Figure 5 shows the number of patients registered at a GP practice in England since August 2019 who were aged 65 and over. Before the initial peak of COVID-19 there was a consistent increase however, on 1st May 2020, there was a decrease in the number of registered patients in this age group, approximately 23,000, due to a combination of the reasons described above. The population of patients aged 65 and over is used with the rates from the CFAS II study to calculate the estimates within the indicator therefore a change in this population due to COVID-19 could impact the rate of dementia diagnosis.

Download the data for this chart Figure 5: Number of patients, aged 65 and over, registered at a GP practice, England

Summary of the impact on the rate of dementia diagnosis

The annual Recorded Dementia Diagnoses publication for 2019-20 covers key facts taken from the monthly releases covering April 2019 to March 2020, including an ARIMA forecast of estimated diagnosis rate. The aim set out in the 2015 Prime Minister’s Challenge on Dementia 2020 is for at least two thirds (66.7%) of people with dementia to have received a formal diagnosis. In the past year, the national estimated dementia diagnosis rate for those aged 65 and over has consistently exceeded this ambition, however at no point has it become statistically significantly greater.

The confidence intervals used alongside the rate are derived from measures of uncertainty given with the CFAS II reference rates and the uncertainty around the numerator. The indicator is calculated to produce an overall distribution of indicator values closely approximating the true distribution. Since April 2020, the rate and confidence intervals have been decreasing demonstrating an impact from the initial peak of the COVID-19 pandemic.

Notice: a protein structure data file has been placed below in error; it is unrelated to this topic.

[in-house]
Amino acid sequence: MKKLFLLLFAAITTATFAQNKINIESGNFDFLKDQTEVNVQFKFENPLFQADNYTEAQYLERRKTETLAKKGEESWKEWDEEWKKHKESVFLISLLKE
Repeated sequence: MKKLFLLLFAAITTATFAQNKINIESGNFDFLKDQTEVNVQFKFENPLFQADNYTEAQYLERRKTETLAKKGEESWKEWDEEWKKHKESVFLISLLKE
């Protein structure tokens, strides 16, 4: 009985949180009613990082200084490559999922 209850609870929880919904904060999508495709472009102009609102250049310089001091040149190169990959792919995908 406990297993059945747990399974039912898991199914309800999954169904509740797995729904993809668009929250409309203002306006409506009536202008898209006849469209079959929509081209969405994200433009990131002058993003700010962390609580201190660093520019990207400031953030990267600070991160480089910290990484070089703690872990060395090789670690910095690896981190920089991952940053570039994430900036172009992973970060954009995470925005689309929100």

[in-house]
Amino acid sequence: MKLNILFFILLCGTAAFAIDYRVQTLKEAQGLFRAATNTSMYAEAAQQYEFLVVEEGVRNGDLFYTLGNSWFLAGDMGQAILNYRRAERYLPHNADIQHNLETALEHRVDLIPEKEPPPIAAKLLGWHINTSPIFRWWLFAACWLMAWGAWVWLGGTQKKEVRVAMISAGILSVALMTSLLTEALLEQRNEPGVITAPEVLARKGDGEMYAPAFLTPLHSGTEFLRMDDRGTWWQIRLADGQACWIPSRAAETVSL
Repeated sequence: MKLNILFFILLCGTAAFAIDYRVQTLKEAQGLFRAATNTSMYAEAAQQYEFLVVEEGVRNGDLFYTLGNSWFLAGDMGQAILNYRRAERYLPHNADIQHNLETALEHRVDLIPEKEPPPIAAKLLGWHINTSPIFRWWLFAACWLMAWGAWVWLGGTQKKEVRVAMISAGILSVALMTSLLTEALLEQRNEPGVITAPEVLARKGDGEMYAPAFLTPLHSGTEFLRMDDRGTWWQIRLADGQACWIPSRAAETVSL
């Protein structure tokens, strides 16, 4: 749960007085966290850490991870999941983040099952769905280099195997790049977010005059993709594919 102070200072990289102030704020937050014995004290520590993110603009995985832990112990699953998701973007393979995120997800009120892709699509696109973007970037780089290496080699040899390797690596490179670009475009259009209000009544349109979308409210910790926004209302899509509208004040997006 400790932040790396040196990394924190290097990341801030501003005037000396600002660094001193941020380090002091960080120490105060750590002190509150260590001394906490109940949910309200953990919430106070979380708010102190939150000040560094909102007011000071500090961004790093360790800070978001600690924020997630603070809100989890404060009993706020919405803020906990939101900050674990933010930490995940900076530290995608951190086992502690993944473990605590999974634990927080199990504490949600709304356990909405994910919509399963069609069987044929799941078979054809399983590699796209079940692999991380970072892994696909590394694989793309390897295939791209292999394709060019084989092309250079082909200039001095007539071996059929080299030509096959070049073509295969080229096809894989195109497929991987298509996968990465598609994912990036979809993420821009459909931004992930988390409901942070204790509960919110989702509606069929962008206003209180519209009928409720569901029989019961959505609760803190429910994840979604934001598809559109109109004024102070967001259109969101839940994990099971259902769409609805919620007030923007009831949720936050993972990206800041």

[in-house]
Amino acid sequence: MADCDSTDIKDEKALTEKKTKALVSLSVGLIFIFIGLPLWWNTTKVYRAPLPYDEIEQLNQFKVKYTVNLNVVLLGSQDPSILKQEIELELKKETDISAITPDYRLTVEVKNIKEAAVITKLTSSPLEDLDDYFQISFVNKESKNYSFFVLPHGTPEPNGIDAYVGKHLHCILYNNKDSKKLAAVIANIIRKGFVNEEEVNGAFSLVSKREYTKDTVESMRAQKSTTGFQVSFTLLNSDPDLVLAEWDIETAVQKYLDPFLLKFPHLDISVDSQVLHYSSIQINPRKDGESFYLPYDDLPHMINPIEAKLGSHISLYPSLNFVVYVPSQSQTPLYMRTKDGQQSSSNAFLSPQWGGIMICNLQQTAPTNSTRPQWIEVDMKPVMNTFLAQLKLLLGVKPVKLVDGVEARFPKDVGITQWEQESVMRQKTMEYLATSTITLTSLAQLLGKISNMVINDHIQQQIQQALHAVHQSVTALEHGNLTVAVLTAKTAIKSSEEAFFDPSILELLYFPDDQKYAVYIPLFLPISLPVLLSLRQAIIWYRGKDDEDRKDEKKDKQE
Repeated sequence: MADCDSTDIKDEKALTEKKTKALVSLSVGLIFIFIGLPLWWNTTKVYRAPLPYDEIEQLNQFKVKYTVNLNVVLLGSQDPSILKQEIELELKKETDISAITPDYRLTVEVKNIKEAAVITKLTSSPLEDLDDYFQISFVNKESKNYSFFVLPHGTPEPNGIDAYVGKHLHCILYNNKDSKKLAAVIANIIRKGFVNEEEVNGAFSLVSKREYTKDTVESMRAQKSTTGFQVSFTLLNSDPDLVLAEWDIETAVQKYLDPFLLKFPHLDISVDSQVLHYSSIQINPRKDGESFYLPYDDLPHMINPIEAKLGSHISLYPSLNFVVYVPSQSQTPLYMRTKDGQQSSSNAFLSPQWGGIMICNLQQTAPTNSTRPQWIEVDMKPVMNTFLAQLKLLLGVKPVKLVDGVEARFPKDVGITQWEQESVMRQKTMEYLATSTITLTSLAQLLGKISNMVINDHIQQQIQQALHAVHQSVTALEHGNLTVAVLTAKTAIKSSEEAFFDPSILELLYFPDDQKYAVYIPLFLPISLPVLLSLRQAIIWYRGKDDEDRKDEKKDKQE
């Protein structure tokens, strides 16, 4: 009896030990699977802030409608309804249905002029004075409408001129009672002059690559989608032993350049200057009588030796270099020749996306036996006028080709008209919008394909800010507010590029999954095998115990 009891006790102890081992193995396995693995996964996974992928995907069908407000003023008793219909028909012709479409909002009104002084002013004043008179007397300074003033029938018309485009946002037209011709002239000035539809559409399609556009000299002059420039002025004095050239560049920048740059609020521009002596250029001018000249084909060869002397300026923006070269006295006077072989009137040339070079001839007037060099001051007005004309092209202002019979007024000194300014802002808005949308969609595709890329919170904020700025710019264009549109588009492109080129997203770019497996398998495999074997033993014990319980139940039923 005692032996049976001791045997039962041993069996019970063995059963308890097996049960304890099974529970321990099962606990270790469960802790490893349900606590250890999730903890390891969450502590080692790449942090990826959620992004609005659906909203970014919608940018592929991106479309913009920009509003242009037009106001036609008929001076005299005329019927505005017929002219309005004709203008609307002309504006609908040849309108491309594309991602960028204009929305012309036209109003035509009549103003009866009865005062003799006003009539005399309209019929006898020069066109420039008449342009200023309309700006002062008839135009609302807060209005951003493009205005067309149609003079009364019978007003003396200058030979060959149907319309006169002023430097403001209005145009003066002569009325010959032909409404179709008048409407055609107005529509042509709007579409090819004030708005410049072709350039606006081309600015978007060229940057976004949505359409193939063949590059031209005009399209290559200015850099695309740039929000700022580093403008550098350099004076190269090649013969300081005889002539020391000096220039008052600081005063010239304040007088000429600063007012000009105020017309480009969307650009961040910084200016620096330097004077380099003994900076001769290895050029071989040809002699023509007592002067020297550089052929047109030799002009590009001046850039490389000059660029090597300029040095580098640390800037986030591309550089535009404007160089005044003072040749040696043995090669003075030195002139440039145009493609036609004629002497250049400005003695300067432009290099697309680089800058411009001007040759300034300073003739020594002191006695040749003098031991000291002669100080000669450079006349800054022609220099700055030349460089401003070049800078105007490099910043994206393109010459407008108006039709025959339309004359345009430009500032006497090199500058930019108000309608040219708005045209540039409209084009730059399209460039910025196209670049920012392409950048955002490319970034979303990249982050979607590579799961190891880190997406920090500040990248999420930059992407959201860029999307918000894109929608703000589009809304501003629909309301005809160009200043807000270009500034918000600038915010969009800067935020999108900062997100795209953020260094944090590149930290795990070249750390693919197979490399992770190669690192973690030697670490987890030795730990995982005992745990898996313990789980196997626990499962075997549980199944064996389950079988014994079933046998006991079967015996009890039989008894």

Please note, in previous years and before the COVID-19 pandemic, the rate of diagnosis for dementia varies across different areas of England. This report has focused on the data and impact of COVID-19 at a national level for England and has not explored the regional variance.

Month

Diagnosis rate (%)

Lower 95% confidence limit

Upper 95% confidence limit

Jan-20

67.6

60.9

73.3

Feb-20

67.4

60.7

73.0

Mar-20

67.4

60.7

73.0

Apr-20

65.4

58.9

70.9

May-20

64.0

57.7

69.3

Jun-20

63.5

57.2

68.8

Jul-20

63.2

57.0

68.5

Aug-20

63.1

56.8

68.3

When the diagnosis rate recorded in April 2020 is plotted against the ARIMA forecast, which used data up to 31st March 2020, the model shows the published diagnosis rate to be an outlier, falling far outside the prediction confidence intervals. This suggests the decrease observed was not a likely outcome given the trends seen in the previous 40 months of data and therefore a associated with the coronavirus (COVID-19) pandemic.

Since 31st March 2020, the diagnosis rate has continued to decrease from 67.4% to 63.1% on the 30th August 2020.  In summary, the indicator has been impacted by the following points, as outlined in the report

 

Number of patients diagnosed with dementia, the numerator for the rate

Deaths in dementia patients

Reports by Public Health England and Office of National Statistics show there were excess deaths for patients which mentioned dementia and Alzheimer’s along with COVID-19. For the week of 24th April, 2,442 excess deaths were recorded mentioning COVID-19 from a total of 3,804 excess deaths mentioning dementia and Alzheimer’s disease.